Preached at Watchung Avenue Presbyterian Church on May 12, 2013 on Genesis 18: 1-25 & Genesis 21: 1-7 as part of a series on journey and transformation that is personal and lived out corporately in the life of our congregations.
Before I get to the scripture readings for today, what I’d like to first talk about is the next eleven weeks of worship (including today). With Mark and Ann Elyse here this academic year, our two interns from Princeton Seminary—there has not been an opportunity for an uninterrupted stretch in worship where I could put together a longer series on a particular topic. (Not that Mark and Ann Elyse’s wonderful sermons were any sort of a real interruption!). But for eleven weeks, before I go on vacation later in the summer, there is this opportunity. I have been thinking and praying for a while about what to do with this time, as I see it as a gift, an opportunity and a way to think through some of the larger issues about our life together in church these days through this medium of preaching and to share some of the ideas, thoughts and prayers I have been sharing these last few months.
As we all know, this institution we love and that is a huge part of so many of our lives, the Church; is undergoing great and momentous changes. Something new is taking shape around us. The church as we have known it for all of our lives is going away and something new will take its place. What that will be no one really knows. Some, probably most, of us here today will not see what that will be. I like to imagine that my daughter might see it. These changes are happening around the world in every single Christian community. We are just one tiny slice of the changes that are taking place.
But for Presbyterians in our denomination here’s the deal: In 1968 we had 4.8 million members in the United States. That was the last year we experienced growth. Every year since then, for the last 45 years, we have been in decline. In 2011 we were at 1.9 million members nationwide. The genius Albert Einstein once said that the definition of insanity is doing the same thing over and over again and expecting different results. These sorts of numbers hold true for every other major denomination in our country.
So, by Einstein’s definition, we must be what? It’s a bit harsh to say we are insane, but for the most part what we’ve been expecting to happen and what we’ve been expecting we would do has been the same. We all know the story: we don’t like much change in how we “do church.” One of my friends, a thinker about trends in the larger church and what will need to change for us to grow and become the new thing that the Spirit is already preparing around us says that what we’ll need to ask of our members is more engagement, more giving (and not just more financial giving, much more giving of time and personal expertise), and changes in our habits and behaviors. Growth in the new church will not be numbers of people in the pews. In some places it might. I hope we will cease to count “membership” in the current ways we do today. Instead it will mean a different kind of growth. The church will shrink numerically, but it will become stronger in its lived out expression of discipleship.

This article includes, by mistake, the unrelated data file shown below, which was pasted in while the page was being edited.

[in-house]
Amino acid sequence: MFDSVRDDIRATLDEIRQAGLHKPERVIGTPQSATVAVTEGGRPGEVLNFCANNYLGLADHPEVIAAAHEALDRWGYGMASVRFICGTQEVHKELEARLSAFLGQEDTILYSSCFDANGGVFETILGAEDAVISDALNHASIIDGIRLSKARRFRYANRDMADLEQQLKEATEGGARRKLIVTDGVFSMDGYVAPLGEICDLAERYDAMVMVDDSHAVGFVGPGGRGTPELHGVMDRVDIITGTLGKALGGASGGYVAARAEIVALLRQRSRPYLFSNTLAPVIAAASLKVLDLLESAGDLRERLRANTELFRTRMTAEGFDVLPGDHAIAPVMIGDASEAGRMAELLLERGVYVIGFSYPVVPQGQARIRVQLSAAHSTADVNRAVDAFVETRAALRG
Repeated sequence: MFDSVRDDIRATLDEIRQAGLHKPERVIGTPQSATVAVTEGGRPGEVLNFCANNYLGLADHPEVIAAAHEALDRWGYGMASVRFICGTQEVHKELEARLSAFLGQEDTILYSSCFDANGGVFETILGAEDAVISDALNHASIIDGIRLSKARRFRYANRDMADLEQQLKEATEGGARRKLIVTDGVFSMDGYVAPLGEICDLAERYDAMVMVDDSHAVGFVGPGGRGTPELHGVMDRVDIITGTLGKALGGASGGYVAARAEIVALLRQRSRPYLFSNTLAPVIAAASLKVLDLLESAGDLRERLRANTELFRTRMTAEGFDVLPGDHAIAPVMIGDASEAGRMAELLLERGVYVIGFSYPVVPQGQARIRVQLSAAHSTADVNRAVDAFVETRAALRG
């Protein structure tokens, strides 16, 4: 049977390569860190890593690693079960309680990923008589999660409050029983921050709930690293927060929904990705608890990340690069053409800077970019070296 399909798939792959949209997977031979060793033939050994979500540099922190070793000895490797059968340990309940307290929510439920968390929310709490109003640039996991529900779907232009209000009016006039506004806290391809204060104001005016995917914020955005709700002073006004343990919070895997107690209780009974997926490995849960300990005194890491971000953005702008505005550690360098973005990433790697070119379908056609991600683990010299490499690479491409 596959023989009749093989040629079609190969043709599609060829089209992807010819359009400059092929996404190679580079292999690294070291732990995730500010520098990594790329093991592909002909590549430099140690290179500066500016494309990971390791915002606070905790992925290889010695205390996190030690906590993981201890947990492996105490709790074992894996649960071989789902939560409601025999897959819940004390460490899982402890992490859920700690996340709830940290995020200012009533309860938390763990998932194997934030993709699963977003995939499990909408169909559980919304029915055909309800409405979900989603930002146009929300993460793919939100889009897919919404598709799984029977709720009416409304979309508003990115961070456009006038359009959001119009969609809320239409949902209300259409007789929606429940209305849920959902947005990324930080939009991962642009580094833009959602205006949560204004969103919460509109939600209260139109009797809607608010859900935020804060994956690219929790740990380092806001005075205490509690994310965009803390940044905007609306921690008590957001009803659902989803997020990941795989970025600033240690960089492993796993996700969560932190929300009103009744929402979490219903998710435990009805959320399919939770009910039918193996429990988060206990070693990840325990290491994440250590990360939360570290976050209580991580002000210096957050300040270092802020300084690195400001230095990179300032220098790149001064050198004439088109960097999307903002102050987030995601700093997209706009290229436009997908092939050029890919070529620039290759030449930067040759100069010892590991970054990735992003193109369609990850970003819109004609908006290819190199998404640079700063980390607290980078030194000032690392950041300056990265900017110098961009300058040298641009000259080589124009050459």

Spiritual growth, deepening discipleship. Getting closer to Jesus than ever before.
Jesus didn’t say, “Go out and make more members of an institution.” Jesus said
Go out and make disciples of all nations. Baptize them. And teach them to follow everything that I have taught you.
Are we there yet? Are we following everything that Jesus taught us? Because Jesus asks us to give up everything we have, everything—and follow him. Are you ready to be like the first disciples, who were fisherman—but rather than lay down real fishing nets (I don’t think we have any full-time fisherman in here today do we?)—are you ready to lay down the many tangled and intertwined nets that constitute your life, your family’s life, your life’s achievements—to follow Jesus into an unknown future? Can you walk away from all of it, or a little bit of it each day? It’s a spiritual question I know I struggle with in my life. Theologian Dallas Willard who died just this past week said that,
The greatest issue facing the world today, with all its heartbreaking needs, is whether those who, by profession or culture, are identified as ‘Christians’ will become disciples — students, apprentices, practitioners — of Jesus Christ, steadily learning from him how to live the life of the Kingdom of the Heaven into every corner of human existence.
Are we doing that? Are we living God’s kingdom that Jesus taught us about into every corner of the world? Every corner of the little worlds we each inhabit?
In my May letter to the congregation I announced this idea of this sermon series by re-telling a story and asking the question: Are we doing things in church that make us happy or are we doing things in church that make God happy? Are we pushing outside our walls to the needs that are literally on the doorstep of this building and addressing them? Are we being the church of Jesus Christ? Do we want to be? Because in this transitional time that will be with all of us here today the rest of our lives, if we want to get on board with where the church of the future—our beloved church is headed, I think it is going to ask of all of us big changes and lots of growth that will push every single one of us to dig very deep into our lives and give many things up for the sake of following Jesus—and in doing so, building the new church for the beloved children, grandchildren, great-grandchildren we already have, or that we are excited to welcome into our lives some day in the future. Are we ready for that?